Self-presentation is the process by which individuals represent themselves to the social world. This process occurs at both conscious and nonconscious (automatic) levels and is usually motivated by a desire to please others and/or meet the needs of the self. Self-presentation can be used as a means to manage the impressions others form of oneself. Strategic or tactical self-presentation (impression management) occurs when individuals seek to create a desired image or invoke a desired response from others.
The concept of self-presentation emerged from the symbolic interactionist (SI) tradition. The SI tradition is a uniquely sociological contribution to the field of social psychology that attends to the processes by which individuals create and negotiate the social world. SI proposes that it is through interaction and the development of shared meanings (symbolism) that individuals navigate the social world. The works of Erving Goffman, especially The Presentation of Self in Everyday Life (1959), exemplify the SI tradition and are seminal contributions to the study of impression management and self-presentation.
Goffman employs a dramaturgical metaphor in which he maps elements of social interaction to the stage. Working at the microsociological level, Goffman focused on the process by which actors construct roles and portray them to an audience. The social actor works to create a front that is both believable and elicits the approval of others. Goffman’s work on impression management and self-presentation provides a roadmap for understanding human behavior and the tension between the individual and society.
Subsequent to Goffman’s early articulations of ideas of self-presentation, experimental social psychologists such as Edward E. Jones and Barry R. Schlenker devised experimental methods for the study of self-presentation. This fruitful work provided empirical data about self-presentation that fueled the development of theoretical accounts of self-presentation (e.g., Schlenker 1975). Jones’s important text Ingratiation presented ingratiation as a form of impression management by which actors can elicit positive responses from others (Jones 1964). One taxonomy of self-presentation strategies includes ingratiation, intimidation, self-promotion, exemplification, and supplication (Jones and Pittman 1982).
Self-presentation is an important part of social life and is largely a prosocial way that individuals negotiate social interactions. Yet, for the individual, the process of self-presentation may be fraught with tension. These tensions were presented in Goffman’s pioneering work, which provided a sensitive account of internal tensions that can arise in the trade-offs between the need for social approval and the desire for authenticity. Arlie Russell Hochschild’s The Managed Heart (1983) focuses on the emotional work involved in self-presentation. Other scholars (e.g., Erickson and Wharton 1997) have also addressed the conflicts that can arise in self-presentation. Not all individuals attempt or are willing to portray an inaccurate image to their audiences. For some people, psychological needs other than the need for social approval drive behavior.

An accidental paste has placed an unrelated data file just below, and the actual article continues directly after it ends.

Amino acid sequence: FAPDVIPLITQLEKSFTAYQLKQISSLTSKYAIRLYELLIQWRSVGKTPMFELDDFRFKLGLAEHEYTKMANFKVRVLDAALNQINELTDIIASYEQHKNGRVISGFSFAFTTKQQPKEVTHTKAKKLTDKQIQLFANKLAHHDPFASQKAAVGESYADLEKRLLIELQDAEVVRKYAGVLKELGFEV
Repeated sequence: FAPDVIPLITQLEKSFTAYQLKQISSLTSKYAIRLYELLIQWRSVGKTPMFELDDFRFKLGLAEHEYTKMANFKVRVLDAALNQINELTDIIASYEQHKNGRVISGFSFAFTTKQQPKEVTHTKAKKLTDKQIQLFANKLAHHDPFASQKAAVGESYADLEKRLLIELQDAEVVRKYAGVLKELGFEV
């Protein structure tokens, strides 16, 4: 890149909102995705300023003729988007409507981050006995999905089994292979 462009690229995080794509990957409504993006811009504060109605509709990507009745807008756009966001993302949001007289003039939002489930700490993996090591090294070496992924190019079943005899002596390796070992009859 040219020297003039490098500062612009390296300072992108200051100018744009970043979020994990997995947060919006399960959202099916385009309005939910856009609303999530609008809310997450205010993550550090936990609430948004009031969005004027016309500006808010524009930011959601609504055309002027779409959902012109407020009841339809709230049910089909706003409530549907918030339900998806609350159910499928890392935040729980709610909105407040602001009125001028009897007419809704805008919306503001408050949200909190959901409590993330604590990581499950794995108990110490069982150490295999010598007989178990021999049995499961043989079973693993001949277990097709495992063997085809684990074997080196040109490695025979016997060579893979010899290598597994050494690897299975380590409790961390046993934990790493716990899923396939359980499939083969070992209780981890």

Self-presentation is complex: It is both an individual difference variable and a function of social situations. Self-presentation strategies differ across individuals but also are influenced by environmental factors. In addition to self-presentation differences observed according to age, gender, and culture, researchers have observed differences in self-presentation based on environmental factors. That is, individuals may elect to alter their self-presentations in response to cues from the social environment. As used here, cues refer to both environmental cues such as the social context (i.e., how public the setting is) and interpersonal cues such as the perceived responses of others. Individuals may also differ in the extent to which they engage in self-monitoring. Self-monitoring is the extent to which individuals monitor their behavior and self-presentation in response to real or perceived interactional cues.
Self-presentation is both an individual experience and a social phenomenon and highlights the tensions inherent in human interaction.
SEE ALSO Goffman, Erving; Ingratiation; Self-Concept; Self-Esteem; Self-Monitoring; Self-Representation; Social Psychology
Erickson, Rebecca, and Amy S. Wharton. 1997. Inauthenticity and Depression: Assessing the Consequences of Interactive Service Work. Work and Occupations 24: 188–213.
Goffman, Erving. 1959. The Presentation of Self in Everyday Life. New York: Anchor.
Hochschild, Arlie Russell. 1983. The Managed Heart: Commercialization of Human Feeling. Berkeley: University of California Press.
Jones, Edward E. 1964. Ingratiation: A Social Psychological Analysis. New York: Meredith.
Jones, Edward E., and Thane S. Pittman. 1982. Toward a General Theory of Strategic Self-Presentation. In Psychological Perspectives on the Self. Vol. 1, ed. Jerry Suls, 231–262. Hillsdale, NJ: Erlbaum.
Schlenker, Barry. R. 1975. Self-Presentation: Managing the Impression of Consistency when Reality Interferes with Self-Enhancement. Journal of Personality and Social Psychology 32: 1030–1037.
Alexis T. Franzese